Before They Walk Into A Classroom, These New Teachers Will March On The N.C. Capitol

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Cristina Chase Lane (left) and WinnieHope Mamboleo recently graduated from North Carolina State University’s teacher college.

Leah Jarvis/NC State College of Education

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Leah Jarvis/NC State College of Education

Cristina Chase Lane (left) and WinnieHope Mamboleo recently graduated from North Carolina State University’s teacher college.

Leah Jarvis/NC State College of Education

Last week, teachers-to-be WinnieHope Mamboleo and Cristina Chase Lane marched across the graduation stage at North Carolina State University.

This week, they’ll be marching with future colleagues at the state capitol in Raleigh, asking for better pay and better school funding.

North Carolina is the sixth state to see teacher walkouts in the past four months. The others are West Virginia, Oklahoma, Kentucky, Colorado and Arizona. The Tar Heel state ranks 39th in per-student spending and 37th in average teacher pay.

You might think Mamboleo and Lane would be demoralized to be starting their careers at a time of such upheaval. But they say it’s quite the opposite — they’re galvanized.

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“Those frustrations have always been there,” says Mamboleo. “But I feel like we’re at a point now where teachers are like, ‘We’re going to try to do something about it.’ And getting a voice past the classroom.”

“I think it’s absolutely awesome,” says Lane of the planned protest. “I know part of my philosophy of teaching is to teach students to have a voice … and to be activists for what they want. And I feel like I can’t teach them to do that if I don’t do it myself. So watching all these educators come together for the common good is really great to see.”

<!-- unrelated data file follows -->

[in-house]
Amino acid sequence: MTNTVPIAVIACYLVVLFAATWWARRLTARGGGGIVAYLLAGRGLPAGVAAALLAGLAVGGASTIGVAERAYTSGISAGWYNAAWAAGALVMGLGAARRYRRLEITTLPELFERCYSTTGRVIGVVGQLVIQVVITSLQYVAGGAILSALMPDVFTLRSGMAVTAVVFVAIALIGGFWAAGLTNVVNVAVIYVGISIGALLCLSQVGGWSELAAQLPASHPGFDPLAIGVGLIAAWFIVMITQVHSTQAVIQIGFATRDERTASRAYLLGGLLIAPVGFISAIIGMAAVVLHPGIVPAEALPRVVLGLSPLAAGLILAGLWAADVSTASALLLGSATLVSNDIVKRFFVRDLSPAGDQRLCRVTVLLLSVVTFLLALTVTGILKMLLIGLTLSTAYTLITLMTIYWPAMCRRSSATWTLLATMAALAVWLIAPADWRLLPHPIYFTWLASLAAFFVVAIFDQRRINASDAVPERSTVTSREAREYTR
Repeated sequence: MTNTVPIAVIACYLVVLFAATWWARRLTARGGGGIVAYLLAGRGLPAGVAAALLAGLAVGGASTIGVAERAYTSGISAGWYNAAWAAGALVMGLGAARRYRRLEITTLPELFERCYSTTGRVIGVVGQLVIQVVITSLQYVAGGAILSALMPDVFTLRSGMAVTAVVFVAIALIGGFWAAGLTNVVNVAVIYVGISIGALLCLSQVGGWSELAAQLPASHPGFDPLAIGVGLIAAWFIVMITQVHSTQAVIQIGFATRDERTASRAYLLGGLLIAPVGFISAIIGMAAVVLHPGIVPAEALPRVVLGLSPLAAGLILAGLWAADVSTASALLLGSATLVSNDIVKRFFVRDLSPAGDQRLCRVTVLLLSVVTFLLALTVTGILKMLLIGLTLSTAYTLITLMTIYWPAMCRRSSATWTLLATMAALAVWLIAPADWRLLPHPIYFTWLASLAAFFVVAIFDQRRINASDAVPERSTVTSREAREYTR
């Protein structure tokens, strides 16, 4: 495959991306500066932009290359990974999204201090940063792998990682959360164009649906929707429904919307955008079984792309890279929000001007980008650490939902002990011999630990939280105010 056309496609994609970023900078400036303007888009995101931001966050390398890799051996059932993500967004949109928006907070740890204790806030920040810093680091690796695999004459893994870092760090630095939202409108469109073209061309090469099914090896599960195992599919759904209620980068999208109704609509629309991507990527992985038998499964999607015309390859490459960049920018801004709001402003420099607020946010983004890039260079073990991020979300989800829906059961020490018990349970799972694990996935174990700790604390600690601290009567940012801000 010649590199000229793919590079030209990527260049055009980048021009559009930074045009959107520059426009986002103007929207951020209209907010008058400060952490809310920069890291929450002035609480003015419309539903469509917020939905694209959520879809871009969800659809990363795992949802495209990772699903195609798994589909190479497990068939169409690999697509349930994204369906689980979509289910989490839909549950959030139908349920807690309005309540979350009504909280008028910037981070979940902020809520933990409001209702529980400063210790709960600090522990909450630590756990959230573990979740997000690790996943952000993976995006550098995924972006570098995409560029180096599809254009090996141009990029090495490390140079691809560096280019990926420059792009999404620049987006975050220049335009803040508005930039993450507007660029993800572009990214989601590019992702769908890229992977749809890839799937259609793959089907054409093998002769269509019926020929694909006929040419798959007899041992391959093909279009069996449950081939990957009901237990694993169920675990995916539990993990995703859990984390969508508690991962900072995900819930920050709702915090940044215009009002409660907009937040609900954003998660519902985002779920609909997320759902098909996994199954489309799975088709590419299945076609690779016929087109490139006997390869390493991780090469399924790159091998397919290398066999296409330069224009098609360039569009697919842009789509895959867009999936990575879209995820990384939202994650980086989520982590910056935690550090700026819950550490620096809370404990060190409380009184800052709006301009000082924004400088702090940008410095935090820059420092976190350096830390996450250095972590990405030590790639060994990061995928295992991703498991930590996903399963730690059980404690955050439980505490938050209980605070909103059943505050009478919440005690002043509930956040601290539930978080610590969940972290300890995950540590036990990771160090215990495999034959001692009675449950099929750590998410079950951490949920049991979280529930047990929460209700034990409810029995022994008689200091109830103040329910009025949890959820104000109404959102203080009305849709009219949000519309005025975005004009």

In a recent NPR/Ipsos national poll, more than 9 in 10 teachers said they entered the profession because they wanted to do good. Lane and Mamboleo both express this same idealism.

Lane says she has wanted to be an elementary school teacher since her own elementary school days, when she had a teacher who helped her overcome a learning disability.

“That made me decide that I wanted to help someone in the same situation I was in,” she says. Lane plans to teach third grade.

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Mamboleo comes from a family of teachers. She moved to the U.S. from Kenya while she was in high school. As she became more fluent in English, she excelled in math.

“I just had really awesome math teachers who believed in me and also gave me a chance to stand up and speak to the other students,” she says. “And that really gave me confidence.” Mamboleo plans to be a high school math teacher.

The two women are now preparing simultaneously for the long hours and high demands of teaching work and the modest income.

Mamboleo has $20,000 in student loan debt. The oldest of four siblings, she is on her own financially.

“I just have to be humble and know that the main difference I’m making is going to be in the class,” she says. “I’m just not going to have a lavish life.”

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“I’m not so nervous about next year per se,” says Lane, “but long term, when I do have a family or when I start having to provide for other people.” As a student teacher, she’s already seen older colleagues who are married with children struggling to make ends meet.

And yet Lane and Mamboleo remain committed to their purpose. “There’s nothing better than seeing a student who just couldn’t get it, all of a sudden has that ‘aha’ moment,” Lane says. “There is no other profession where you get to see that.”

Jolie Myers and Kat Lonsdorf edited and produced this story for broadcast.

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